London for Lost Boys & Other Fans of Peter Pan

London for Lost Boys & Other Fans of Peter Pan

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Peter Pan by J. M. Barrie
Genre: Fiction, Childrens, Young Adult
Summary: Peter Pan is a classic story symbolizing every child’s battle between wanting to grow up and wanting to stay young forever. Wendy follows Peter to Never Never Land where The Lost Boys stay young forever and spend their days fighting pirates, playing with mermaids, and yearning for a mother figure. In the end Wendy returns home to London to grow up, but never forgets Peter.
Literary Destination: Kensington Garden, London, England

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“Second star to the right and straight on ’till morning!”

~Peter Pan by J. M. Barrie

“Do you really think that looks like me?” I stared up at the statue I had come so far, and waited for so long, to see in person and held my iPhone to my ear. Peter Pan’s voice continued, but I was no longer listening. I couldn’t help agreeing with his own assessment. He didn’t look as I’d imagined. I couldn’t, however, imagine a more perfect spot to find The Lost Boy.Peter Pan

Perhaps it was the child in me yearning to fly off to Never Never Land and stay young forever, but ever since my Dad read the book to me before I was old enough to read chapter books to myself, I longed to see the statue of Peter Pan. Now that I was here, I was conflicted. The statue perfectly captures the essence of childhood innocence and play, but I was surprised that the child depicted by the statue looked so young. I was too old to fly away with this youngster. Sadly, my feet stayed rooted to the ground. Putting imagination aside, I turned my attention to the QR code sign hanging on the gate in front of the statue. Using my iPhone to scan the code, I found it took me to a website with a button which, when pressed, began to play a recording of Peter Pan speaking. According to the site, this statue is part of a project to animate 35 statues across London and Manchester for a year.

Peter Pan Statue

While listening to the recording I turned away from the statue to look at the surroundings. We had entered Kensington Gardens near the Italian Garden. This was a commission of love by King Albert for his queen, Victoria. The garden of fountains, white stone statues, and benches for peaceful repose was too attractive to pass by without stopping for a few moments. Just past this we came to the body known as Long Water, where ducks happily paddle by and benches provide the perfect place to sit and write. The statue stands beside Long Water. J. M. Barrie chose this location for the statue within the park because he used to sit and write in the garden. Being too old to imagine myself flying towards Never Never Land with Peter, I instead put myself in the writer’s shoes. I could see why he liked this spot.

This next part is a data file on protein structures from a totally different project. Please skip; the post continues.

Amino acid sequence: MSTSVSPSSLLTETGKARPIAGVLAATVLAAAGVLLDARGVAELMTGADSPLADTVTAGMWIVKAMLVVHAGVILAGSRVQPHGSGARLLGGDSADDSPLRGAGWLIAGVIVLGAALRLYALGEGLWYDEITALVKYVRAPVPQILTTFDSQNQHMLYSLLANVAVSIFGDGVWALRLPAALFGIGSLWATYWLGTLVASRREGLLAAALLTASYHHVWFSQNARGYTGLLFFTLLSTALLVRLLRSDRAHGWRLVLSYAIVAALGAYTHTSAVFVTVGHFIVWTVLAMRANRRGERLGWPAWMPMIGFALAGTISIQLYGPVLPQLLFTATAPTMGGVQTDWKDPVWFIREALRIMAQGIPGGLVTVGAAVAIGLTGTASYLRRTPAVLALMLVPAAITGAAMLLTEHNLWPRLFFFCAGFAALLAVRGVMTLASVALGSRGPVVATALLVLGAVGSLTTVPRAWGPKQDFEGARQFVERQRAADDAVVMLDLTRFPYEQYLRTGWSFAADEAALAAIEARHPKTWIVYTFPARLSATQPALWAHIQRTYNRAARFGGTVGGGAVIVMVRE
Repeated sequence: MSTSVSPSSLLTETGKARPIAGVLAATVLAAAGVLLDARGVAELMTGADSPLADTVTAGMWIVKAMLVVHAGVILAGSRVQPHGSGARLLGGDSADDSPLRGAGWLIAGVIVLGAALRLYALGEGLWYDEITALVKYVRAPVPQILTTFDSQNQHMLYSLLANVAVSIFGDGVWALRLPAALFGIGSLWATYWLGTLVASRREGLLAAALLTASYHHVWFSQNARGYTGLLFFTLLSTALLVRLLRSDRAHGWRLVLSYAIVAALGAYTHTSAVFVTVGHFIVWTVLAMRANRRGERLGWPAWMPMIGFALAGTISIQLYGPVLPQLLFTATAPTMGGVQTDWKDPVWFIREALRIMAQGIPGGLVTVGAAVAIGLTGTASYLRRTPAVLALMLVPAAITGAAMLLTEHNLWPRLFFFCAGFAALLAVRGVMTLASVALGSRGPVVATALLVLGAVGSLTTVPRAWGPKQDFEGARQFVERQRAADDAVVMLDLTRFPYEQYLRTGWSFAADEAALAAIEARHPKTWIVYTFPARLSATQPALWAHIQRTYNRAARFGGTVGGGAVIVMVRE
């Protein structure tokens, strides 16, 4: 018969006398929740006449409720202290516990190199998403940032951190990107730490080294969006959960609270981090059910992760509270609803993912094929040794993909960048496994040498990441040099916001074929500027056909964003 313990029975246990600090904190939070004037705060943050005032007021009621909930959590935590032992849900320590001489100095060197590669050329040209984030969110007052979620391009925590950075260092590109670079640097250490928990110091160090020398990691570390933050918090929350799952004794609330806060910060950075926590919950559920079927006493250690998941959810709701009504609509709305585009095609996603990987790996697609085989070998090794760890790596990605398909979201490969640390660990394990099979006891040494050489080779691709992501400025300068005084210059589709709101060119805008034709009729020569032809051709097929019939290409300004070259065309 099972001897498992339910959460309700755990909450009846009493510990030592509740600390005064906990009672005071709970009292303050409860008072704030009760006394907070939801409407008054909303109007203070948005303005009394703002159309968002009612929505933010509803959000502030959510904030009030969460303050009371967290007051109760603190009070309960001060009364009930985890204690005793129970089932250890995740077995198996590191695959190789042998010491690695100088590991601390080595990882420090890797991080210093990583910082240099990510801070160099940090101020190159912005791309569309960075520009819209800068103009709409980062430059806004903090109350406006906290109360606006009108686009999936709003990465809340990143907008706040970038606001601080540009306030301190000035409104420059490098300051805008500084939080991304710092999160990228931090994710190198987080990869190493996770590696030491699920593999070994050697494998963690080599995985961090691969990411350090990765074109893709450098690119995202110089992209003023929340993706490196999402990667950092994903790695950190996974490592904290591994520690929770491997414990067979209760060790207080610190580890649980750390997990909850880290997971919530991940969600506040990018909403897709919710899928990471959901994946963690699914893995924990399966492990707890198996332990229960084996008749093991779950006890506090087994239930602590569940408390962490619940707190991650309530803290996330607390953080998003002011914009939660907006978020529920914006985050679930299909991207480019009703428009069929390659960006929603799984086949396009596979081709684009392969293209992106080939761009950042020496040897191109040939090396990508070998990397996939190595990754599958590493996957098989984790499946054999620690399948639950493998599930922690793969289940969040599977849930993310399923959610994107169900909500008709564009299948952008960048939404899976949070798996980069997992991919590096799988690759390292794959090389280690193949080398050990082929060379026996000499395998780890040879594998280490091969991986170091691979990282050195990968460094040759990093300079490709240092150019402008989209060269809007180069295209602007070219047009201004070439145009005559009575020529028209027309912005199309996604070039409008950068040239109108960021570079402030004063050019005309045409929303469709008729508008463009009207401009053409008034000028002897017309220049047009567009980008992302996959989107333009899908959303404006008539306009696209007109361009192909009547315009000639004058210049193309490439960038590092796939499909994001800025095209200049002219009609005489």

Kensington Garden's Italian Garden

Kensington Garden’s Italian Garden

I think it’s nice that Barrie knew he was getting recognition for his work. As too often happens, those that came before us never know how much their work means to so many people who come from far and wide. Not surprisingly, we were not the only tourists in search of this Lost Boy that morning. Another couple doing the same thing we were agreed to take our photo in exchange for returning the favor.
Peter Pan Statue

When the voice in my ear stopped speaking I put away the phone. Although having matured since the reading of the book, I was quite happy to have finally visited this boy that won’t grow up and to know that here at this spot is a reminder to remain young at heart.


Helpful Links

Peter Pan Statue Website with short background note and map to statue location.

Related Sites:

Bloomsbury Neighborhood: J. M. Barrie’s residence site, Great Ormand Hospital Peter Pan and Tinkerbell Statue


Let’s Talk!

Have you visited the Peter Pan statue? Did he look like you’d imagined? Who and where is your favorite literary character or author statue? Let’s discuss in the comments below!

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Peter Pan Statue

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